Deposits - how much will i need?
Deciding to buy a property is an exciting prospect, but it first involves navigating various financial aspects, one of which is whether you'll need a deposit, and if so, how much you will need.
Here are some AskJoanna tips
understanding the basics
What is a deposit?
A deposit is a lump sum of money paid by the buyer to the seller (via the property lawyers) as a commitment to purchasing the property.
It serves as security for the seller, protecting them against the buyer pulling out of the sale without a valid reason.
What are the different types of Deposits?
This is an initial deposit paid when an offer on a property is accepted. It's typically a small amount, between £250 and £1,000, and only relevant to new build purchases.
The exchange deposit is a more substantial sum, usually 10% of the property's purchase price. It is paid upon the exchange of contracts exchange, and is held in a secure account until the completion of the sale.
The exchange of contracts is a crucial milestone in the property-buying process. At this stage, the buyer is legally bound to purchase the property, and the deposit becomes non-refundable except in specific circumstances outlined in the contract.
Read our blog Exchange & Completion
Things to note:
If you are selling and buying at the same time, the deposit is usually passed ‘up the chain' i.e. you would use your buyer's deposit to put towards the property you are purchasing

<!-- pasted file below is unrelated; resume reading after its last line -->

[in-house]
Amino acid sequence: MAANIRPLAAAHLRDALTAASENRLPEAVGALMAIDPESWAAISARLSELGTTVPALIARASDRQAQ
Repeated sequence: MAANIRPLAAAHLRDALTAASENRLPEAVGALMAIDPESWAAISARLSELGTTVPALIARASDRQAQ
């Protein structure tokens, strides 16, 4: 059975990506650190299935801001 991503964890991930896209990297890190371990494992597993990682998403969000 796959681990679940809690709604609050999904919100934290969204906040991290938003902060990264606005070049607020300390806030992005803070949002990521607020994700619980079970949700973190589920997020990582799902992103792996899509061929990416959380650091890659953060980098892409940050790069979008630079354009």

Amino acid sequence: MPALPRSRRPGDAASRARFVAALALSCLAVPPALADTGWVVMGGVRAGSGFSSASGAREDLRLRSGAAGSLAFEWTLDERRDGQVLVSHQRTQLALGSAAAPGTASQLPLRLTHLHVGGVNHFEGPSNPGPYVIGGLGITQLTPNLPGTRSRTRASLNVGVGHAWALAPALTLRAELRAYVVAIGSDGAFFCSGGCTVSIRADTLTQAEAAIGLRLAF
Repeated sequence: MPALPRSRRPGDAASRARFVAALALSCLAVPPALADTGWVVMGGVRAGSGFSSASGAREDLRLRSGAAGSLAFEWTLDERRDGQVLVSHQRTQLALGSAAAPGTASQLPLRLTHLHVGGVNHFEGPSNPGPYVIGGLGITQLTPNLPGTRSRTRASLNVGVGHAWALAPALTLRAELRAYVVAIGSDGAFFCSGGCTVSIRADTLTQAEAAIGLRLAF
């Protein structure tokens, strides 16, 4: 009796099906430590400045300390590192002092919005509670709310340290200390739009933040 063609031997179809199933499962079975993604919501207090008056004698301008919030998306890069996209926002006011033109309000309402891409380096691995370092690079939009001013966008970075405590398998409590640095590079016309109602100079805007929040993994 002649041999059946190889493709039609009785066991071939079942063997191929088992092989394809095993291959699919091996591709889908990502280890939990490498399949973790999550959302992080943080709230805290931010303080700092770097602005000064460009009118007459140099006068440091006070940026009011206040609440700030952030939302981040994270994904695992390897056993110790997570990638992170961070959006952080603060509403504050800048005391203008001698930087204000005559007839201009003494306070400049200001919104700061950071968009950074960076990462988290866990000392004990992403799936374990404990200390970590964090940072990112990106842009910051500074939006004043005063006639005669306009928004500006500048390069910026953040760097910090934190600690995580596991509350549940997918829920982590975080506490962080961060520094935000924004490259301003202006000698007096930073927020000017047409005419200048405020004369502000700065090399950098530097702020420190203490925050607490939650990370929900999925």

Although 10% is the typical exchange deposit amount, it can be less than this if it is negotiated between the parties. For example, the buyer's deposit for your sale may be less than 10% of the purchase price of property you are buying. If it is agreed, the lawyers will just hold less than 10%. If it is not agreed, you'll need to make up the shortfall.
Generally speaking, if the exchange deposit is less than 10% it is likely to be agreed by all parties as it is more common these days for first time buyers to have only 5% deposit. There is a legal obligation to pay the balance of the purchase price (i.e. the amount remaining less the deposit) so no party is at loss if a small deposit is held. The deposit is not intended to be on top of the purchase price.
If you are purchasing a high value property i.e. £1 million + it may be necessary to provide proof of funds which would include at least a 10% deposit and in addition the amount of stamp duty payable. You may also have to deposit this money in an escrow (deposit) account with the lawyers and/or the estate agents at the time your offer is accepted.
How much Deposit do I need?
The starting point would be 5% because only in very rare circumstances would a mortgage lender lend 100% of the purchase price. Lenders are currently offering 95% mortgages making things more affordable, especially for first time buyers.
But there are many other things to think about and factors that will influence the amount of deposit you need:
The purchase price of the property – of course the higher the price, the higher the deposit required. If you want to buy a property that is £200,000, you will need a £10,000 deposit as a minimum.